Laser Skin Resurfacing by Jan Stanek at Surgical Aesthetics

Man’s quest for beautiful skin goes back for thousands of years.  Women who have beautiful skin spend a fortune looking after it, and those who desire to have beautiful skin go to extraordinary lengths to achieve it and may spend a fortune too.  Good skin makes one look youthful and also makes one feel good about oneself.  Bad skin can turn people into recluses and psychological ruins.

Unfortunately, good skin is inherited, as is bad skin to some extent.  Good skin can become bad, if not looked after.  The main factor in ruining good skin is largely sunlight because of our obsession with having a tan.  There is no doubt that tanned skin looks both good and healthy, but it may also be hiding things we don’t want to see, such as acne scars and lines.  A dying man can look quite healthy if he has a good tan.  Acne can also ruin good skin, and if allowed to continue for a long time, can lead to irreversible scarring.  Many women with oily thick skin and large pores feel that their skin is bad.  True, such skin is more prone to acne, but on the whole is likely to last longer before signs of ageing appear.  There is a lot of misconception about what constitutes good skin.  Most women feel that thin, pale skin with invisible pores is good, but nothing can be further from the truth.  It may look good, but it is not going to last.  Such skin is easily damaged by UV light, and loses elasticity more rapidly, as witnessed by facial lines and folds.  The best skin, in reality is somewhere between thin and thick, and not too sensitive to sunlight.  Black skin is the best and very few black women ever venture into face-lifting.

The most reliable sign of ageing are wrinkles.  They represent the wear and tear of repeated facial movements, gravity and sun damage.  Wrinkles can be covered with layers of make up, attacked with fruit acids or retinoic acid and plumped up with collagen, etc.  All these are temporary and very often unsatisfactory attempts at “curing” the problem.

What is needed is something which will get rid of the lines and at the same time tighten the skin.  Tightening, can of course be achieved by face-lifting but this does not remove lines, it merely stretches them.  Lack of facial expression will also reduce wrinkles; if you don’t laugh you will not have laughter lines!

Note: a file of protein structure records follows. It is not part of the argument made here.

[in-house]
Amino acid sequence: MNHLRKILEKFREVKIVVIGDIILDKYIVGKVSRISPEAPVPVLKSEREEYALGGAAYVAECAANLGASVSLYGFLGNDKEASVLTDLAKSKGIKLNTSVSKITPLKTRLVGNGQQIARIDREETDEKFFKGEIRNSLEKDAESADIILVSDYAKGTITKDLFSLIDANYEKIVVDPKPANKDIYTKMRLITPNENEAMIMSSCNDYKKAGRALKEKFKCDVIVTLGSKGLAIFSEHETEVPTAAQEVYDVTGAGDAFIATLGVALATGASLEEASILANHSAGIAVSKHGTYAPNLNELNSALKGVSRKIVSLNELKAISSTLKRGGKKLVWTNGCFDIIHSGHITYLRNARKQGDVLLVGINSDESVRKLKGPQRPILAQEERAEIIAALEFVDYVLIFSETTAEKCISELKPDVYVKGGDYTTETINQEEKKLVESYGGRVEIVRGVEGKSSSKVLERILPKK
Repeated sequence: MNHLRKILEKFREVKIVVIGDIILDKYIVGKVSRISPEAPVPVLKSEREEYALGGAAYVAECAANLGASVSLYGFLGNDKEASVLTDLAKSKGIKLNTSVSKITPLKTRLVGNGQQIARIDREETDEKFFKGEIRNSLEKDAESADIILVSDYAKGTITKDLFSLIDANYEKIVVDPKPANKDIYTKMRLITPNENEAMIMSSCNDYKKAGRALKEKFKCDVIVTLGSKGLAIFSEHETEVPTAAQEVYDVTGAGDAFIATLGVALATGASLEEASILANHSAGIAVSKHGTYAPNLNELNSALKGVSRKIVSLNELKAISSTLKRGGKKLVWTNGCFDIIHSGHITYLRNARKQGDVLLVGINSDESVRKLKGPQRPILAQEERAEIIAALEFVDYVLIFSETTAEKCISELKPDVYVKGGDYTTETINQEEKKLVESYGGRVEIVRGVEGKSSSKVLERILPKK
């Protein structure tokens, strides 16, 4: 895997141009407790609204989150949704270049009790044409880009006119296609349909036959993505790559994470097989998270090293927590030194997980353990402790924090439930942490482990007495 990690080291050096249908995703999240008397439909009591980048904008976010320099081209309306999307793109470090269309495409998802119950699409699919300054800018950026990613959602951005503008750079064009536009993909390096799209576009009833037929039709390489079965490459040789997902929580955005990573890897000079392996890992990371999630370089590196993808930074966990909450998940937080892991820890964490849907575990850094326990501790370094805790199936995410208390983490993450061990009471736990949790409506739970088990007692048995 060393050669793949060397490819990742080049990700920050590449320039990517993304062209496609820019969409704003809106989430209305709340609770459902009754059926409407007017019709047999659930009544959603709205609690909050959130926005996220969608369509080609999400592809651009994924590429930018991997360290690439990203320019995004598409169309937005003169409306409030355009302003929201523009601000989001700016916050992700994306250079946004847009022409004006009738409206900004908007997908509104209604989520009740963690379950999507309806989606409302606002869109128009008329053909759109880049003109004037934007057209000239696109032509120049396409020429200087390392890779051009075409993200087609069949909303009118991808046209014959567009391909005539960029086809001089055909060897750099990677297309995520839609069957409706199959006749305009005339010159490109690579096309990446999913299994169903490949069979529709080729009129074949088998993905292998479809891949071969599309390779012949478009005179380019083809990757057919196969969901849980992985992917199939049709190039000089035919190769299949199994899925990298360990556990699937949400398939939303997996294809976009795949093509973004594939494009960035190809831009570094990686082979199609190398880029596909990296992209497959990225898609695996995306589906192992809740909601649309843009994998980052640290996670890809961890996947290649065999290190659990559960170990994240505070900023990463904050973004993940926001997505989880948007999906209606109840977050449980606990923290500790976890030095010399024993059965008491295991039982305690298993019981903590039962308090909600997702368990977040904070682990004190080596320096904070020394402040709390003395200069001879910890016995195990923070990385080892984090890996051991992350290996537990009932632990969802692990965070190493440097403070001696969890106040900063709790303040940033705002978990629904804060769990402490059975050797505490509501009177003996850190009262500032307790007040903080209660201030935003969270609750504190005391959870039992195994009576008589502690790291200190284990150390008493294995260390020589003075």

It has been known for a very long time that by injuring facial skin superficially, new skin will form without lines.  This was originally achieved by acid burns and from the 1950s by dermabrasion, a form of sandpapering.  The problem with chemical peeling was its unpredictable nature; the deeper the burn the better the result, but also the greater the chance of scarring and permanent loss of skin pigment.  The effect could also be uneven due to varying absorption of acid in different parts of the face.  Different acids also produced different effects by penetrating the skin to varying depths.  The deeper they reached, the greater the chance of developing scarring and permanent loss of pigment.

Dermabrasion, or mechanical planing of the skin using a fast revolving diamond wheel, or brush was entirely dependent on the operator’s skill to control the depth of the injury.  This could be very difficult since with increasing depth, the skin became more bloody, and judgement of depth more and more difficult.  The operator also had to take into account the thickness of the patient’s skin and some areas of the face were simply too dangerous to treat for fear of tearing it.